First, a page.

L.L. Diamond

News, Blog, and Stories

 

Thanks for everyone’s questions for Maria Grace! Don’t forget to read on after the interview because Maria Grace is generously giving away one e-book of Mistaking Her Character!

MG

 

But onto the questions and answers!!!

 

Since you are married to the rare specimen of manliness who is willing to dress in Regency togs and wear it with considerable style, would you please tell us a bit about your marriage, Maria Grace? How long have you been married to your Mr. Darcy? How does he feel about your writing career? Has he read Jane Austen? Does he read your stories?(Joy Dawn King)

My husband and I have been married 25 years this year. We met in college in a computer programing class and married four years after that. He is an electrical engineer and very much like Mr. Darcy. From the beginning we’ve always done things together and as the kids came along that expanded to include them. We are very much a family team.

My Mr. Darcy has a background in musical theater, so he isn’t put off by costuming at all and his experience in marching band left him open to the idea of Regency era dance. We have a great deal of fun with it.

He is probably the most supportive human being on the planet and has been entirely supportive of my writing. I really could imagine how he could be more so. He is an avid reader, but the period style of Jane Austen is not his cup of tea. He tried. But he does love all the film adaptations of her books and we watch them together, at his suggestion, often. He has read all of my books and gets the very first electronic copies delivered straight to his reading app!

 

If your family could choose one of Jane Austen’s characters to describe you, who would it be?
(Joy Dawn King)

Hands down, no doubt it would be Anne Elliot. Persuasion is my favorite of Jane Austen’s books because of the kinship I’ve always felt with Anne.

 

Do you read other authors that were Jane Austen contemporaries? (Radcliffe, Bronte sisters)
(Joy Dawn King)

I read Jane Eyre long before I was introduced to Jane Austen and that continues to be one of my favorite classics.

 

Do you have a favorite book that you read when you need to relax with a “friend”?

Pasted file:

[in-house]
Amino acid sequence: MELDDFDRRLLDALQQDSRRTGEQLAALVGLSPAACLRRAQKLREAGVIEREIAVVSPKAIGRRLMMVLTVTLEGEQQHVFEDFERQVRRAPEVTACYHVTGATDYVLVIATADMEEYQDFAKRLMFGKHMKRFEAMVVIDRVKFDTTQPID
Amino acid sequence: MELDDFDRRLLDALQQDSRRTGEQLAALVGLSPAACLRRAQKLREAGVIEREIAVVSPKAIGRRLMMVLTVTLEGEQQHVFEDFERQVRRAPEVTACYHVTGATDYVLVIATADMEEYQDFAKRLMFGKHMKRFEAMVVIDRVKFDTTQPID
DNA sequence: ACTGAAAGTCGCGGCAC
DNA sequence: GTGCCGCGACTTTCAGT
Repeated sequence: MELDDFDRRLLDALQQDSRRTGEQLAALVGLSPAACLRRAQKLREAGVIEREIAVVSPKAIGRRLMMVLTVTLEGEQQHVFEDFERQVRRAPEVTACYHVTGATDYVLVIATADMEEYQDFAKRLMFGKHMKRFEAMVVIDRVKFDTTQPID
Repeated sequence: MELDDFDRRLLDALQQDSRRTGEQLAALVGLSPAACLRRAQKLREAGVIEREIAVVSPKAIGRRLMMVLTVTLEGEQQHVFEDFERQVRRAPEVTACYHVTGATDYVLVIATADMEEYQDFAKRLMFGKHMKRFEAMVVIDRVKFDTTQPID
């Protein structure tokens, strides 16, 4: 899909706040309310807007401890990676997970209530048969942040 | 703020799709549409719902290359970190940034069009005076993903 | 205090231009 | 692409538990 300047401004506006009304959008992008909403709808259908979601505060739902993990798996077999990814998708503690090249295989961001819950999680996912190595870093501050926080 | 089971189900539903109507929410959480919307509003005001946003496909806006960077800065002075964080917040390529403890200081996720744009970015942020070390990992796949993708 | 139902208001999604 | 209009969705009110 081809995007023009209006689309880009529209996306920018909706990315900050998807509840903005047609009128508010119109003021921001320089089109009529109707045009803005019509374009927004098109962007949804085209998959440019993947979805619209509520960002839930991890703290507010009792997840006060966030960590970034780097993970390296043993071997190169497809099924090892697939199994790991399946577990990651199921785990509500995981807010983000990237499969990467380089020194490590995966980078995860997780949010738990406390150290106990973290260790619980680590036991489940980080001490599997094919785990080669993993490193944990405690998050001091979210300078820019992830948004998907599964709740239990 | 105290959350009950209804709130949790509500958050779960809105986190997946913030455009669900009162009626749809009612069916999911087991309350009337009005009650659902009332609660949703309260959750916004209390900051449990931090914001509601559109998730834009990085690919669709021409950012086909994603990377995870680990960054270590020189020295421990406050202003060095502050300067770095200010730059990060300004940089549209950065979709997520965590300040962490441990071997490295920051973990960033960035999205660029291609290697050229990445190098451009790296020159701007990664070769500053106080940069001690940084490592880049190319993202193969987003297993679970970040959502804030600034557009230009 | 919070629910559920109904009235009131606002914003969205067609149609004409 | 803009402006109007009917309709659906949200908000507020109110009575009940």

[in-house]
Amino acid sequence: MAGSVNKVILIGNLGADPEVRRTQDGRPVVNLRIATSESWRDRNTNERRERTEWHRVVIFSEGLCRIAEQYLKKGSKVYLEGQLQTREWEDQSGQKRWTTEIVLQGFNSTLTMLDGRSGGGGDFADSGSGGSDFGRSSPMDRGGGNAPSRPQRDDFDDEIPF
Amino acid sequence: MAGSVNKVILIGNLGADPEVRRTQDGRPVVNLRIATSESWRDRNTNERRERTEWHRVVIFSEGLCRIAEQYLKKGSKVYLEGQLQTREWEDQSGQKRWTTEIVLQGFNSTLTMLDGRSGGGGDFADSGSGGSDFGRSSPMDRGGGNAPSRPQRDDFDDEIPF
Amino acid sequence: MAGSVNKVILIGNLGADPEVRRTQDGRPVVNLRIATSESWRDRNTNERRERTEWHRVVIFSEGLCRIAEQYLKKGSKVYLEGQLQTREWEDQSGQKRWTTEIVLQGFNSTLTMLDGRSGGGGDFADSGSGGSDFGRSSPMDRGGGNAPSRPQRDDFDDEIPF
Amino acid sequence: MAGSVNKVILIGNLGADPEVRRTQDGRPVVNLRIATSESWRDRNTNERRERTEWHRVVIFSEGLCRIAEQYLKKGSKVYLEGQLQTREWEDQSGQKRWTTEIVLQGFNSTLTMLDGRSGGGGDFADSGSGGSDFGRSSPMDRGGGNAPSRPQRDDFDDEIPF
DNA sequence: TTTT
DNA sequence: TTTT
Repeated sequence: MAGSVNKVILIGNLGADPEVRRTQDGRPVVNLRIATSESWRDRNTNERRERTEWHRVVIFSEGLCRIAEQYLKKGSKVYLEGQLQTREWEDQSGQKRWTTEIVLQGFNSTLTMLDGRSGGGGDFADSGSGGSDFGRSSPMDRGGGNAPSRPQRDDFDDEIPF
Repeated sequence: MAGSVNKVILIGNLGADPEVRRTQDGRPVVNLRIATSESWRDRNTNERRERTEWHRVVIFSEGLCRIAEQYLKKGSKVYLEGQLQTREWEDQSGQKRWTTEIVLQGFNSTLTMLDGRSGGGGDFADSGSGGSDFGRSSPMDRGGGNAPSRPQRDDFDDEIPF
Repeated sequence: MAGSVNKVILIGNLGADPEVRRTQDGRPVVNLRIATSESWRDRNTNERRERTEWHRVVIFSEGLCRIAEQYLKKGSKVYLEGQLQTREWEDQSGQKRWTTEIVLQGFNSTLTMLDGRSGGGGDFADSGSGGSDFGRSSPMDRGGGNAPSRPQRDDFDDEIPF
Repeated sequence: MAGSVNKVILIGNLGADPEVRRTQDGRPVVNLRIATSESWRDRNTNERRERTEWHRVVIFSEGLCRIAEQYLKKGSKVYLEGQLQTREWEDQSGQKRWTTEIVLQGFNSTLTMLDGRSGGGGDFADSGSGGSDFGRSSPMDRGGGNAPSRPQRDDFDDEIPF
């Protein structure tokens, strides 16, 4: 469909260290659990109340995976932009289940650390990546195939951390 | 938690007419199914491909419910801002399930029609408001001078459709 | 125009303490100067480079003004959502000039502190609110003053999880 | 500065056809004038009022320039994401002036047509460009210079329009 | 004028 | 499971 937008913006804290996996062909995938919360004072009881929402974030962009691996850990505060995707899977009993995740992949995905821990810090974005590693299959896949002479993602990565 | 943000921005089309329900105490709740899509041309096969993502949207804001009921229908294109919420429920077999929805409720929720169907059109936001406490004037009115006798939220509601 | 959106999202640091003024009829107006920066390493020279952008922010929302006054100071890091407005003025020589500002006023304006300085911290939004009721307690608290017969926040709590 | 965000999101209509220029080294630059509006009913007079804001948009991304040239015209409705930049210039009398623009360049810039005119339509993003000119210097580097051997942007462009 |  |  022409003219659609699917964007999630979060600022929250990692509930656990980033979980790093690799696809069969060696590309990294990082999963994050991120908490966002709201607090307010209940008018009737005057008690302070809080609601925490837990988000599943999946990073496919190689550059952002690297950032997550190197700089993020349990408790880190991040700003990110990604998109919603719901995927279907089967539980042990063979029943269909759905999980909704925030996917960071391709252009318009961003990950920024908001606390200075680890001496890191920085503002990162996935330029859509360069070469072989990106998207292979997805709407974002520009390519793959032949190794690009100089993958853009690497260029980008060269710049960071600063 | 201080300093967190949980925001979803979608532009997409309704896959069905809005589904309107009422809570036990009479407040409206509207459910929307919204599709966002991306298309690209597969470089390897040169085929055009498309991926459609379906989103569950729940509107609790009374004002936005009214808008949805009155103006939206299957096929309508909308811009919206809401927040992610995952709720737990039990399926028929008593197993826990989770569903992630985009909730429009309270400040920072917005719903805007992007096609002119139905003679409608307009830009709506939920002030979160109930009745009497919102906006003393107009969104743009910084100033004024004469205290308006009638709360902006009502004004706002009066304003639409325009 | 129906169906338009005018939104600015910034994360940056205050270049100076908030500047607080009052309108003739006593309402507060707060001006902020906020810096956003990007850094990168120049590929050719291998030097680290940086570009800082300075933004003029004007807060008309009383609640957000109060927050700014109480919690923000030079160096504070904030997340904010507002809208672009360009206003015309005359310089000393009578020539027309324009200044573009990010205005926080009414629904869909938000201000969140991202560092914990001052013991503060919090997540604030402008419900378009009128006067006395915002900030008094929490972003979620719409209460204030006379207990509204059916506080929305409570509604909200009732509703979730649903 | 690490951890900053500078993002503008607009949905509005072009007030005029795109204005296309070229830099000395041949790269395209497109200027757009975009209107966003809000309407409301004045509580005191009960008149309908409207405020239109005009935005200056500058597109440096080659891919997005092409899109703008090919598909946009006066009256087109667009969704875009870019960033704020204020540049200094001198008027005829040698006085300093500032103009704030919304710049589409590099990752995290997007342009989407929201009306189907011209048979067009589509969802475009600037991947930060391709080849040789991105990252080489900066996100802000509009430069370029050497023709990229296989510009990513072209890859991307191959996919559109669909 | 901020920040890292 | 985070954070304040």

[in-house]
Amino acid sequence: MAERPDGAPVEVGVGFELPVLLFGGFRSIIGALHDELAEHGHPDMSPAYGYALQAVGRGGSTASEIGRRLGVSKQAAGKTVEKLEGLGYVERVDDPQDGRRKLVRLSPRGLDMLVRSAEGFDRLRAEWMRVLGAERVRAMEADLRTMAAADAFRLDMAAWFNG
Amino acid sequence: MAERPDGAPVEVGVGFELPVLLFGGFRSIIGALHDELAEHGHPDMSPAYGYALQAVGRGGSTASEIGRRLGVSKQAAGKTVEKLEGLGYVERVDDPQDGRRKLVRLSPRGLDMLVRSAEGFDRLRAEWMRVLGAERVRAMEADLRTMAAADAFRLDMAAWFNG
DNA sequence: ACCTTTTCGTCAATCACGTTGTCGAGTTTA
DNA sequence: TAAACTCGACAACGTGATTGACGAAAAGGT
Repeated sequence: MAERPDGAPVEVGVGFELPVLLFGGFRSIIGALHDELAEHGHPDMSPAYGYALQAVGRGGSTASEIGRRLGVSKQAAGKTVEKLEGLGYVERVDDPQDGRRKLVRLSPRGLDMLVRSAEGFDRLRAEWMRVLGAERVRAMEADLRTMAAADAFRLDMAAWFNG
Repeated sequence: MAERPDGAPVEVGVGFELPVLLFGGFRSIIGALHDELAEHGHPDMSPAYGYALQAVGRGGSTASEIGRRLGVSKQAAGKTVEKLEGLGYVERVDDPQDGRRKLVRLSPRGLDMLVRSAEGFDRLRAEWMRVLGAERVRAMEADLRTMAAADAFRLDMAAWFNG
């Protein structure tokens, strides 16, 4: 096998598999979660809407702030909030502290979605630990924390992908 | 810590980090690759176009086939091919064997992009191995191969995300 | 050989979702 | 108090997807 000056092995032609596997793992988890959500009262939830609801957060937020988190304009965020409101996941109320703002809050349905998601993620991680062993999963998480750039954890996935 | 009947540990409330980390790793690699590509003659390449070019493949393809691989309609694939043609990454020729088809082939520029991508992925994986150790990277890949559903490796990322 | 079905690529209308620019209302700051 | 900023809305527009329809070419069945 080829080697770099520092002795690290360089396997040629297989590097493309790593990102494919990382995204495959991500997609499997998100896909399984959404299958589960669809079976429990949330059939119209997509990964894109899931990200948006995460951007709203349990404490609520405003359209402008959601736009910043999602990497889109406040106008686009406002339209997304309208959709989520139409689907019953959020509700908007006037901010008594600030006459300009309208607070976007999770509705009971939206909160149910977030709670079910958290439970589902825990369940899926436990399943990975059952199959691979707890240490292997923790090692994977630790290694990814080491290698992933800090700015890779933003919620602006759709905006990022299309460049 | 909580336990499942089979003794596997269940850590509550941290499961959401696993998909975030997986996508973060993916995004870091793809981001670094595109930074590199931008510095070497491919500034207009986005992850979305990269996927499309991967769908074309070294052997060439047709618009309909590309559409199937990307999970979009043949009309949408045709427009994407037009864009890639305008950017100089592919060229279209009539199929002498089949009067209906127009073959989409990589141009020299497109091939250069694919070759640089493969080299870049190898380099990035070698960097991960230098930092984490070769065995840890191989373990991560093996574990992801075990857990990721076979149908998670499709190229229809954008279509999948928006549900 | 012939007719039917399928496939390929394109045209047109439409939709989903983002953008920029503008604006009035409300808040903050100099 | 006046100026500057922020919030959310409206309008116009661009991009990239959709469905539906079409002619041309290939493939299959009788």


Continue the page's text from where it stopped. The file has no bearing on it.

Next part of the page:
(Joy Dawn King)

I think the Anne of Green Gables series by L. M. Montgomery has always been a favorite friend of mine, all except the one where Anne’s son Walter dies in the war. That one I only read once—it left me crying for days!

 

Who is your favorite Austen hero?
(Joy Dawn King)

That’s a tough question. I love Mr. Darcy, of course, but there’s something about the way that Wentworth grows and comes to value Anne and realize that he has been as much to blame as she that deeply appeals to me.

 

Who is the Jane Austen character you think you are most like?
(Joy Dawn King)

No doubt, it is Anne Elliot. I have never been the bright, witty, popular Elizabeth Bennet. I’m the one people call when they need information or a favor, the dependable, if boring one. People talk to me like in the scene of the Ciarán Hinds/Amanda Root version of Persuasion where everyone is talking to Anne. My middle son has watched it happen in the grocery store where random people will just tell me things, sometimes very personal and private things, and I have no idea why. But I always try to lend an ear and encourage or sympathize where I can.

 

Have you always been a writer?
(Joy Dawn King)

Yes. I remember, and I think I still have my first writing project, a book of poetry and short stories I wrote in the third grade. I had a lovely, encouraging teacher who probably turned me into a life-long writer. I wrote though elementary, middle and high school. Some high school trauma and angst left me putting my pen down for the next couple of decades while college, marriage and children took center stage. I started back up eight years ago and wonder how I did without all those years!

 

This is my favourite question for authors of JAFF. I know the majority tend to write P&P stories because it is their favourite Jane Austen novel and the story gives us many ideas on how to continue the plot, retell it from a different character or point of view and even diverge somewhere in the original book. What is your opinion on this?(Lúthien84)